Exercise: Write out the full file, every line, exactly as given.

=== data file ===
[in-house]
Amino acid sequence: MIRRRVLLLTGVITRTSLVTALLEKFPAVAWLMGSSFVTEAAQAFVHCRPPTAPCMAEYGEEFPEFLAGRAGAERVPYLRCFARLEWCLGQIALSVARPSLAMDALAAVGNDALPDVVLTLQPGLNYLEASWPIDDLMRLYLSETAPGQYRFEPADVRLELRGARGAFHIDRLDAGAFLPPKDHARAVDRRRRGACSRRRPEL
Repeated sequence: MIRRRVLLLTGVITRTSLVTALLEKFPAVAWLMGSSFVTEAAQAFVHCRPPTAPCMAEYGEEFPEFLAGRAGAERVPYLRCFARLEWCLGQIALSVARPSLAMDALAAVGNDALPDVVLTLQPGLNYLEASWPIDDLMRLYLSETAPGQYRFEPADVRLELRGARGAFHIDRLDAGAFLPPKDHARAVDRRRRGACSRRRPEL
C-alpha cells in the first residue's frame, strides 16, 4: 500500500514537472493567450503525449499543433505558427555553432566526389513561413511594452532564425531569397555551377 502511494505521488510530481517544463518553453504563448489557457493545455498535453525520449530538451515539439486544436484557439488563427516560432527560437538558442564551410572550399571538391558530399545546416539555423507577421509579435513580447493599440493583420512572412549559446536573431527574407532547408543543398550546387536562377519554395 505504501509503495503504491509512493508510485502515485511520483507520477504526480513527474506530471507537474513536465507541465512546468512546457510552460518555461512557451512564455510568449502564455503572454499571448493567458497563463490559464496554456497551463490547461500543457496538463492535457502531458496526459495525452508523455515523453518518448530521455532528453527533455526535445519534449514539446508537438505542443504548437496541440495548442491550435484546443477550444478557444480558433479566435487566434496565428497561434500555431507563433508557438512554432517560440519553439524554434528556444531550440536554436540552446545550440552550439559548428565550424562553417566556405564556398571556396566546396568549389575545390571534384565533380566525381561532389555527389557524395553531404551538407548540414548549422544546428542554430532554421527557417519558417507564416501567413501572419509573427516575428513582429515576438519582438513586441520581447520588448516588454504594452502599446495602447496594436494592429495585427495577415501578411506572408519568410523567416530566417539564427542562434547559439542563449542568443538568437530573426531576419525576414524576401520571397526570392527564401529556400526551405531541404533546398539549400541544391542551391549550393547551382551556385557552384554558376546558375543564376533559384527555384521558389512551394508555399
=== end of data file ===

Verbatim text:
[in-house]
Amino acid sequence: MIRRRVLLLTGVITRTSLVTALLEKFPAVAWLMGSSFVTEAAQAFVHCRPPTAPCMAEYGEEFPEFLAGRAGAERVPYLRCFARLEWCLGQIALSVARPSLAMDALAAVGNDALPDVVLTLQPGLNYLEASWPIDDLMRLYLSETAPGQYRFEPADVRLELRGARGAFHIDRLDAGAFLPPKDHARAVDRRRRGACSRRRPEL
Repeated sequence: MIRRRVLLLTGVITRTSLVTALLEKFPAVAWLMGSSFVTEAAQAFVHCRPPTAPCMAEYGEEFPEFLAGRAGAERVPYLRCFARLEWCLGQIALSVARPSLAMDALAAVGNDALPDVVLTLQPGLNYLEASWPIDDLMRLYLSETAPGQYRFEPADVRLELRGARGAFHIDRLDAGAFLPPKDHARAVDRRRRGACSRRRPEL
C-alpha cells in the first residue's frame, strides 16, 4: 500500500514537472493567450503525449499543433505558427555553432566526389513561413511594452532564425531569397555551377 502511494505521488510530481517544463518553453504563448489557457493545455498535453525520449530538451515539439486544436484557439488563427516560432527560437538558442564551410572550399571538391558530399545546416539555423507577421509579435513580447493599440493583420512572412549559446536573431527574407532547408543543398550546387536562377519554395 505504501509503495503504491509512493508510485502515485511520483507520477504526480513527474506530471507537474513536465507541465512546468512546457510552460518555461512557451512564455510568449502564455503572454499571448493567458497563463490559464496554456497551463490547461500543457496538463492535457502531458496526459495525452508523455515523453518518448530521455532528453527533455526535445519534449514539446508537438505542443504548437496541440495548442491550435484546443477550444478557444480558433479566435487566434496565428497561434500555431507563433508557438512554432517560440519553439524554434528556444531550440536554436540552446545550440552550439559548428565550424562553417566556405564556398571556396566546396568549389575545390571534384565533380566525381561532389555527389557524395553531404551538407548540414548549422544546428542554430532554421527557417519558417507564416501567413501572419509573427516575428513582429515576438519582438513586441520581447520588448516588454504594452502599446495602447496594436494592429495585427495577415501578411506572408519568410523567416530566417539564427542562434547559439542563449542568443538568437530573426531576419525576414524576401520571397526570392527564401529556400526551405531541404533546398539549400541544391542551391549550393547551382551556385557552384554558376546558375543564376533559384527555384521558389512551394508555399